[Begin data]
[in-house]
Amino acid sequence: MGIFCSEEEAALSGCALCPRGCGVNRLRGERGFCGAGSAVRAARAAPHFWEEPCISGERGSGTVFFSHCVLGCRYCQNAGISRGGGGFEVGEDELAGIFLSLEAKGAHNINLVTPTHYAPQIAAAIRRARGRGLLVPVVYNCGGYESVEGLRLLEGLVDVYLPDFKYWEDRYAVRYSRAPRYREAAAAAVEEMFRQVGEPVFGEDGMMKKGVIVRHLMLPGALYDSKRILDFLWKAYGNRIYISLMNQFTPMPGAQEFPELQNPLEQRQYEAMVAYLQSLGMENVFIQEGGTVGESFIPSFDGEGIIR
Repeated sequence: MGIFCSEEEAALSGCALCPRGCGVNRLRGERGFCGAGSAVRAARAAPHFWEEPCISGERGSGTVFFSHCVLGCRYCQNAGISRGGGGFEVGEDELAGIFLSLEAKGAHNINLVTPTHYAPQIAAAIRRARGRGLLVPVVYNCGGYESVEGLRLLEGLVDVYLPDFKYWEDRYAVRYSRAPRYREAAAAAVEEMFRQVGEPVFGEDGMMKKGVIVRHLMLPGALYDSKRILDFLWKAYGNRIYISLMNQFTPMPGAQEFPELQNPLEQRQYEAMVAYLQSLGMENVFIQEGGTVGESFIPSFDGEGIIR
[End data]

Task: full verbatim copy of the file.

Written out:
[in-house]
Amino acid sequence: MGIFCSEEEAALSGCALCPRGCGVNRLRGERGFCGAGSAVRAARAAPHFWEEPCISGERGSGTVFFSHCVLGCRYCQNAGISRGGGGFEVGEDELAGIFLSLEAKGAHNINLVTPTHYAPQIAAAIRRARGRGLLVPVVYNCGGYESVEGLRLLEGLVDVYLPDFKYWEDRYAVRYSRAPRYREAAAAAVEEMFRQVGEPVFGEDGMMKKGVIVRHLMLPGALYDSKRILDFLWKAYGNRIYISLMNQFTPMPGAQEFPELQNPLEQRQYEAMVAYLQSLGMENVFIQEGGTVGESFIPSFDGEGIIR
Repeated sequence: MGIFCSEEEAALSGCALCPRGCGVNRLRGERGFCGAGSAVRAARAAPHFWEEPCISGERGSGTVFFSHCVLGCRYCQNAGISRGGGGFEVGEDELAGIFLSLEAKGAHNINLVTPTHYAPQIAAAIRRARGRGLLVPVVYNCGGYESVEGLRLLEGLVDVYLPDFKYWEDRYAVRYSRAPRYREAAAAAVEEMFRQVGEPVFGEDGMMKKGVIVRHLMLPGALYDSKRILDFLWKAYGNRIYISLMNQFTPMPGAQEFPELQNPLEQRQYEAMVAYLQSLGMENVFIQEGGTVGESFIPSFDGEGIIR